Too often IF discipleship comes up in a church setting it means a new program or a curriculum. It is a topic that every church knows is important, but doesn’t seem to really take place in most churches. Churches will say they value discipleship (and other sexy words like “mission” and “community” of course), but often this value isn’t embraced by the church culture. Discipleship is more often than not delegated to a program, a curriculum, or some class that people need to attend. Discipleship becomes a task instead of a relationship. A program to attend instead of an ongoing journey to discover.
Fortunately for me, this hasn’t been my experience with discipleship in the past and it’s not my vision for plant medina’s future. I view discipleship in the church as an invitation to a journey into Christ likeness with others. Discipleship is like being invited on a hiking trip by an experienced hiker and having this new friend show you how to use all your gear. Then actually going out and hitting the trails with you, showing you how to navigate tough spots and not just how to hike, but how to hike well.
This is the way Eugene Peterson described how his parish saw him as a Pastor:
“We want you to give us help. Be our pastor, a minister of Word and sacrament in the middle of this world’s life. Minister the Word and sacrament in all the different parts and stages of our lives – in our work and play, with our children and our parents, at birth and death, in our celebrations and sorrows, on those days when morning breaks over us in a wash of sunshine, and those other days that are all drizzle. This isn’t the only task in the life of faith, but it is your task. We will find someone else to do the other important and essential tasks. This is YOURS: Word and Sacrament….
One more thing: we are going to ordain you to this ministry, and we want your vow that you will stick to it. This is not a temporary job assignment but a way of life that we need lived out in our community…
There are many other things to be done in this wrecked world, and we are going to be doing at least some of them, but if we don’t know the foundational realities with which we are dealing – God, kingdom, gospel – we are going to end up living futile, fantasy lives. Your task is to keep telling the basic story, representing the presence of the Spirit, insisting on the priority of God, speaking the biblical words of command and promise and invitation.”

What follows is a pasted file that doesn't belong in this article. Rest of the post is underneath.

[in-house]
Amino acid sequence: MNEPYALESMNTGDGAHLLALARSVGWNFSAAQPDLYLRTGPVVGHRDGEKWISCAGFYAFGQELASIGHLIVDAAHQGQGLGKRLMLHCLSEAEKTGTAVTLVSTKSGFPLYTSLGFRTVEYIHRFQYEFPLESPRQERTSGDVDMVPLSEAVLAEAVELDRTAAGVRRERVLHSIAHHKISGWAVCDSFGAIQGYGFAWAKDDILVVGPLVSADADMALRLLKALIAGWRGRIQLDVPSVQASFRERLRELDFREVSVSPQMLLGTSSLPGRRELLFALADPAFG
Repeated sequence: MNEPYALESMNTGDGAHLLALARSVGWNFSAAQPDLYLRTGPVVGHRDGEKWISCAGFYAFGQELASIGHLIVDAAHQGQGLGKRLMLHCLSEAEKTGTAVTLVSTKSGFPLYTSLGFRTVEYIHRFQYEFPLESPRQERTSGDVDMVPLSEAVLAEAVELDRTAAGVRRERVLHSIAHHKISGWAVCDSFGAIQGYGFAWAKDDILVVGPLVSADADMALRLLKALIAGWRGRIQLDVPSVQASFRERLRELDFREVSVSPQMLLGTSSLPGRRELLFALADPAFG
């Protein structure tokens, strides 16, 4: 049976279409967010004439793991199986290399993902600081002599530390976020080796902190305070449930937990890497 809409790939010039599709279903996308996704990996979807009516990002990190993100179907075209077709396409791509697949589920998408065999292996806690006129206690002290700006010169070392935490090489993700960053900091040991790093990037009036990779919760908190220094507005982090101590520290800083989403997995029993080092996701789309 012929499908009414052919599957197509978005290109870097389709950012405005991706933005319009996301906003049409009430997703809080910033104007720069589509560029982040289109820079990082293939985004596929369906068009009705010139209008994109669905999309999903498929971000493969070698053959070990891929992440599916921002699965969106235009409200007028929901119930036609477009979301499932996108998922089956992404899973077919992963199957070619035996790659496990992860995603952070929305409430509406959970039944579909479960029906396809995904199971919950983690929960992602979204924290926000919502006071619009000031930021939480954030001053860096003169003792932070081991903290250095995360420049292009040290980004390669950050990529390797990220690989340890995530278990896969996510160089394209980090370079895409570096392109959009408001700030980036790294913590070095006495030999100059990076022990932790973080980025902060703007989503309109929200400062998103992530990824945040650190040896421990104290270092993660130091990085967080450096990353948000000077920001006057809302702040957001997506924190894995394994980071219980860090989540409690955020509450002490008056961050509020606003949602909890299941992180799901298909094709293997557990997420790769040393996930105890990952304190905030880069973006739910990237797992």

I was a year into living the Christian witness when I transferred to Wright Patterson Air Force Base near Dayton, Ohio. After 10 months of intense mentoring and training by a Navigator in Florida, I was now faced with a base that at the time did not have a Navigator missionary on staff. It was during this time I was sharing a meal with a new friend who was discipled by my former mentor in Florida.
In one of our first meetings he called me a FAT disciple… I never heard that before. When I heard it I thought, “Phat”? What’s this guy playing at? Is he trying to spit slang ?” He obviously noticed my glazed over eyes at his comment, and with a smile said, “You know… F-A-T. – Faithful. Available. Teachable. The qualities in a disciple of Christ.”
Looking back at this story now, I can honestly tell you that at the end of a tour as an M.Div. student at Asbury Theological Seminary, I am still very F.A.T.! I am called to be faithful both the “head and heart” knowledge and experiences that I have been PRIVILEGED to learn. I am still very much available to be mentored and to mentor. Finally, I humbly report that I have failed to live up to the standards of the name of my degree, Master of Divinity. I have not mastered the divine and am still very teachable by God’s Spirit, Word, and Church.
So… Ph.D.s, senior Pastors, priests, missionaries, Seminarians, social activists and writers .. have you managed to keep your weight on? Have you remained F.A.T.?